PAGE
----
Age-related hearing loss typically begins in our mid-40s and 50s. We may not admit it, even to ourselves, but perceiving others as mumbling – especially in noisy situations – is a dead giveaway.
People who develop hearing problems should get help early on, said Kathy Pichora-Fuller, a former audiologist who studies the links between age-related hearing decline and cognition at the Toronto Rehabilitation Institute and Rotman Research Institute at Baycrest Health Sciences.
Left unchecked, hearing loss may lead to withdrawal from socializing and other activities that keep people active, mentally and physically – and help us age well. The good news is that older adults can learn to cope with hearing problems using certain cognitive skills that tend to improve rather than decrease with age, Pichora-Fuller said.
Here are three things to know about age-related hearing loss.
Three types of hearing loss get worse with age
Damage to the hair cells of the inner ear is usually a consequence of listening to music at full blast or using machinery without ear protection. It can start when we're young and worsen with age.
Changes in blood flow to the inner ear can alter its chemistry in ways that reduce hearing. This type is more common in older adults.
The third type involves damage to nerves that connect the ears to the brain, which can disrupt how auditory information is delivered to the brain.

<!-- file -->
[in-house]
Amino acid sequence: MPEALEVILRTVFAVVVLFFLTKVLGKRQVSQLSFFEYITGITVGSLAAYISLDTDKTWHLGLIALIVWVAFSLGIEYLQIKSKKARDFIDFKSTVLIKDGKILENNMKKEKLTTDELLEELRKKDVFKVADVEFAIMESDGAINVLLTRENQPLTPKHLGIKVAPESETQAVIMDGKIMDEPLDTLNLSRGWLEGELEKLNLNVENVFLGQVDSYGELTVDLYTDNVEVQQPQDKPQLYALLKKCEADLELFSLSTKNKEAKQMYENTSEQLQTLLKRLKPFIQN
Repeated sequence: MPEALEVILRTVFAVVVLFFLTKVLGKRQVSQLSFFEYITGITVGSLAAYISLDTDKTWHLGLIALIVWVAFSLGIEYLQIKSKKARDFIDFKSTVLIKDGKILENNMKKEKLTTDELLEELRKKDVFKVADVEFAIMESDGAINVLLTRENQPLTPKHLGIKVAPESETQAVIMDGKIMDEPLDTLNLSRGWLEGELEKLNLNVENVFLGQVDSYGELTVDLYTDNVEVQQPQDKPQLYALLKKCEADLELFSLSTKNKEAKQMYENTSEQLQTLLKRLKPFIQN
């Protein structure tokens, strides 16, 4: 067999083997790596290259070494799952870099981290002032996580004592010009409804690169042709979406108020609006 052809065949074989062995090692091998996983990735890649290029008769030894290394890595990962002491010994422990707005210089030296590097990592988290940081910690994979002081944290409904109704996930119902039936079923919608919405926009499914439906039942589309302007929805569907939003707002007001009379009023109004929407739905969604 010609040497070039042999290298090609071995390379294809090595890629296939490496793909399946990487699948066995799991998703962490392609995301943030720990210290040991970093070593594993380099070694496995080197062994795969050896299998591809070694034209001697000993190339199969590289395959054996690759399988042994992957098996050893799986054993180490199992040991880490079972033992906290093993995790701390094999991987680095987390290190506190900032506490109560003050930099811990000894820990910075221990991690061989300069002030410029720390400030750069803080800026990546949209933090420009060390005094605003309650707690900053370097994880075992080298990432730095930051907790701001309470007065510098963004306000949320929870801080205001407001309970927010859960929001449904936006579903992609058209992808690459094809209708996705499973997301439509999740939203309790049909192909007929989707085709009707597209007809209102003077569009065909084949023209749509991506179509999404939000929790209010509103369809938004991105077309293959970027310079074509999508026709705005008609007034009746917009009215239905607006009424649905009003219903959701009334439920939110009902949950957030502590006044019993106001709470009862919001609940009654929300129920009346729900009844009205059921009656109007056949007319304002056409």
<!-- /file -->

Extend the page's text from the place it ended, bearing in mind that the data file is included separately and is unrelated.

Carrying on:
Auditory-nerve damage may result from lifelong exposure to noise, even if the noise is not loud enough to permanently change one's ability to pick up sounds at low volumes, Pichora-Fuller explained.
A hearing test will not detect all types of hearing loss
The standard test, called an audiogram, measures the quietest sounds you can hear at different pitches over a range of about five octaves. The first two types of hearing loss will show up on an audiogram.
But someone with damage to the auditory nerves may have normal results on an audiogram and still have trouble hearing in everyday life.
Hearing aids are not the only answer
If sounds are loud enough but the person still has trouble hearing clearly and understanding speech, other solutions may be helpful, Pichora-Fuller said.
Even if hearing becomes more difficult over time, older adults can learn to watch people's faces, gestures and other visual cues to make it easier to understand what they are saying. They can use headphones to reduce background noise while watching television.
Outside the home, hearing assistive devices can help people zero in on salient information during events at places such as theatres.
Lastly, older adults can learn to use their greater vocabulary, knowledge of the world and familiarity with the context of conversation topics to counteract age-related changes in how the brain processes sounds, Pichora-Fuller said.
Many hearing-loss centres offer programs designed to help older adults.
By learning to compensate for hearing decline, "older adults can continue to be successful in conversations and social interactions," she said.